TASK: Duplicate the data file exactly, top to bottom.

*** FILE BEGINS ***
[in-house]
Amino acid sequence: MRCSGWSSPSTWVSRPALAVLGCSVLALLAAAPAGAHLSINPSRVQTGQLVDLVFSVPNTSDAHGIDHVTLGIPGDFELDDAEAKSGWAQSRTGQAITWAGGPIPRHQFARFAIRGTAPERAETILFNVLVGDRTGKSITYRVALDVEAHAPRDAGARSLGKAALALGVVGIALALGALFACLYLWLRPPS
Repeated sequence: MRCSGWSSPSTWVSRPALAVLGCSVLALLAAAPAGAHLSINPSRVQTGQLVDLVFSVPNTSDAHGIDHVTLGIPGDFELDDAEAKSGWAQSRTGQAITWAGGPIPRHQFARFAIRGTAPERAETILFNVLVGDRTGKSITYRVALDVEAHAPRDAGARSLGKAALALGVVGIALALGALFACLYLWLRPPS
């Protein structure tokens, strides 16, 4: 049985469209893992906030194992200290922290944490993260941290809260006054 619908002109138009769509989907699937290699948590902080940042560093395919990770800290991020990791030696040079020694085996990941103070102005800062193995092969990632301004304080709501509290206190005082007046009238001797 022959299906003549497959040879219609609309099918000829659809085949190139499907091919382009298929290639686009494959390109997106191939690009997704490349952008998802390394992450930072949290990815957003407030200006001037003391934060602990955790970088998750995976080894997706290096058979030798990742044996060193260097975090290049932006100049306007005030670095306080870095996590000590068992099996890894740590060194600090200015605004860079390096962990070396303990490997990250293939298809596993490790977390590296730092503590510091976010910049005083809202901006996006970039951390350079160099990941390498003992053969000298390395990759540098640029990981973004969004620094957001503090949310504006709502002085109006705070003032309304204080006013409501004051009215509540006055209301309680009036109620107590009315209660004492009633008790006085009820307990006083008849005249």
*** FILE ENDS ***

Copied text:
[in-house]
Amino acid sequence: MRCSGWSSPSTWVSRPALAVLGCSVLALLAAAPAGAHLSINPSRVQTGQLVDLVFSVPNTSDAHGIDHVTLGIPGDFELDDAEAKSGWAQSRTGQAITWAGGPIPRHQFARFAIRGTAPERAETILFNVLVGDRTGKSITYRVALDVEAHAPRDAGARSLGKAALALGVVGIALALGALFACLYLWLRPPS
Repeated sequence: MRCSGWSSPSTWVSRPALAVLGCSVLALLAAAPAGAHLSINPSRVQTGQLVDLVFSVPNTSDAHGIDHVTLGIPGDFELDDAEAKSGWAQSRTGQAITWAGGPIPRHQFARFAIRGTAPERAETILFNVLVGDRTGKSITYRVALDVEAHAPRDAGARSLGKAALALGVVGIALALGALFACLYLWLRPPS
């Protein structure tokens, strides 16, 4: 049985469209893992906030194992200290922290944490993260941290809260006054 619908002109138009769509989907699937290699948590902080940042560093395919990770800290991020990791030696040079020694085996990941103070102005800062193995092969990632301004304080709501509290206190005082007046009238001797 022959299906003549497959040879219609609309099918000829659809085949190139499907091919382009298929290639686009494959390109997106191939690009997704490349952008998802390394992450930072949290990815957003407030200006001037003391934060602990955790970088998750995976080894997706290096058979030798990742044996060193260097975090290049932006100049306007005030670095306080870095996590000590068992099996890894740590060194600090200015605004860079390096962990070396303990490997990250293939298809596993490790977390590296730092503590510091976010910049005083809202901006996006970039951390350079160099990941390498003992053969000298390395990759540098640029990981973004969004620094957001503090949310504006709502002085109006705070003032309304204080006013409501004051009215509540006055209301309680009036109620107590009315209660004492009633008790006085009820307990006083008849005249």